The sliding rupee has battered India’s equity markets. Thus, for every IT or pharma sector that has benefitted from the rupee slide, there are sectors that have been adversely affected.
The rupee recovered to 66.55 per dollar on Thursday having touched a low of 68.85 a day earlier.
“The effect of the sliding rupee will be mainly felt on industries that are importing their products. Oil & gas companies that have major imports will be hit,” said AK Prabhakar, senior VP, Anand Rathi Financial Services.
“PSU oil companies (IOC, BPCL, HPCL) will be mainly affected,” said Prabhakar. This is because they import the bulk of their crude oil requirements. However, Cairn India will benefit as it is paid in dollar terms. Reliance Industries will also benefit as it is India’s biggest oil exporter.
“The potential upside for PSU oil companies is capped,” said S. Udasi, senior VP, IDBI Capital Markets. In 2012-13, India’s oil import bill was $160 billion. In the current financial year, that is expected to rise to $200 billion.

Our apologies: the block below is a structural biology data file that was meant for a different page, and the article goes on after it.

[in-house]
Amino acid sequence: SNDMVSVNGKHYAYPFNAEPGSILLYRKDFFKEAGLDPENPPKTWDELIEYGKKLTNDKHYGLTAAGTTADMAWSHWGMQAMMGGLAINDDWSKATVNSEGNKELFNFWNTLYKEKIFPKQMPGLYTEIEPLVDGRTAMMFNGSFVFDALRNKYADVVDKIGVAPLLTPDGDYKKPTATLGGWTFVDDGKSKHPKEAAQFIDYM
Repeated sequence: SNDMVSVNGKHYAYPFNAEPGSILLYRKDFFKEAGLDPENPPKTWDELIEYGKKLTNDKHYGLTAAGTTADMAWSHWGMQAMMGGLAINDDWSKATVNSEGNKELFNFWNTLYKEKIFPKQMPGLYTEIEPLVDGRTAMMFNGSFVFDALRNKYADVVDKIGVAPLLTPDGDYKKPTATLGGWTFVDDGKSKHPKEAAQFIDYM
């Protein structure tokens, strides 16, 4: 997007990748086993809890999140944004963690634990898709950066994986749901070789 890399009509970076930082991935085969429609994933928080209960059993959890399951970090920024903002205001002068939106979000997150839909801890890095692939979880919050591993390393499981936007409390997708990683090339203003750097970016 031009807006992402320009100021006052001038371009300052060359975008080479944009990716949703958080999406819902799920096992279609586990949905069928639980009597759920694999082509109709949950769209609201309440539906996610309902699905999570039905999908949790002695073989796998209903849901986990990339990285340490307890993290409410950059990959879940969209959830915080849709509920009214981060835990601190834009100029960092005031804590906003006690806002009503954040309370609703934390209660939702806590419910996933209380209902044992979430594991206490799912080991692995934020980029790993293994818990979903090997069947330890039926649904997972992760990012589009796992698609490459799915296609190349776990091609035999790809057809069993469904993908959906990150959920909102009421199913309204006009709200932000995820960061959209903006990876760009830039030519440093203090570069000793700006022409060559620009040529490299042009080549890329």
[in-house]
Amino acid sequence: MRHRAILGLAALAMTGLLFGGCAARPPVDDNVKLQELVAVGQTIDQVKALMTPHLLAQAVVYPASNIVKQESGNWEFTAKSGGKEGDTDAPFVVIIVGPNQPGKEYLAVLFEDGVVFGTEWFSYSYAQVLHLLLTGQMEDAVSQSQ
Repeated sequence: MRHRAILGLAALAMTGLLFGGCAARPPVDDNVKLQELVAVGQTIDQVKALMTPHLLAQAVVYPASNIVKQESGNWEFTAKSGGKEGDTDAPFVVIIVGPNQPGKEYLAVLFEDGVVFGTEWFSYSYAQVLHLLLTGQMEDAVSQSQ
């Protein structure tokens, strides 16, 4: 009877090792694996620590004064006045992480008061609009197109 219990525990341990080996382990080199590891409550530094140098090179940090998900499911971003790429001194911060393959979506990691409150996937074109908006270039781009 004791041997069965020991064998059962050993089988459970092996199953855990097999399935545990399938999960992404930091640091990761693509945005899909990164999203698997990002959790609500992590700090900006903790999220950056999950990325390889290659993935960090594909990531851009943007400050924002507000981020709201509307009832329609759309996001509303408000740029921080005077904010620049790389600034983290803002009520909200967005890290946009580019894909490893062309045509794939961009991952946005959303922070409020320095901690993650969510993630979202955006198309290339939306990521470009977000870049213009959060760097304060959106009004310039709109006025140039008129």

“The banking sector will also be affected as most banks have borrowed funds from abroad,” said Prabhakar. IDFC and Axis Bank have large foreign borrowings."Sectors and companies that have large exposure to foreign debt – mainly in the infrastructure and power sectors – will be impacted by the rupee’s slide," said Vikas Inder Jain, assistant VP, Religare Securities.
GMR Infrastructure, and Lanco Infrastructure and Adani Enterprise have huge exposure to foreign currency-denominated debt. So, they will feel the pain of the sliding rupee.
The telecom sector, too, will face some pressure as most of its equipment is imported from Europe or China. “Bharti Airtel has huge borrowings and other companies like RCom and Idea will be also be affected by the rupee slide,” said Prabhakar.
Power companies will also be affected but mainly ones that that import coal. “Adani Power and Lanco will be negatively impacted,” said Prabhakar.
The capital goods sector, which, has a large import bill will not escape unscathed. Since the sector imports a large amount of high technology components, its costs will rise. But in a depressed market, it may not be able to pass on this price increase to user industries. Hence, its profitability will be hit.
“The rupee is so volatile that companies just do not know what to do in such a scenario,” said Udasi.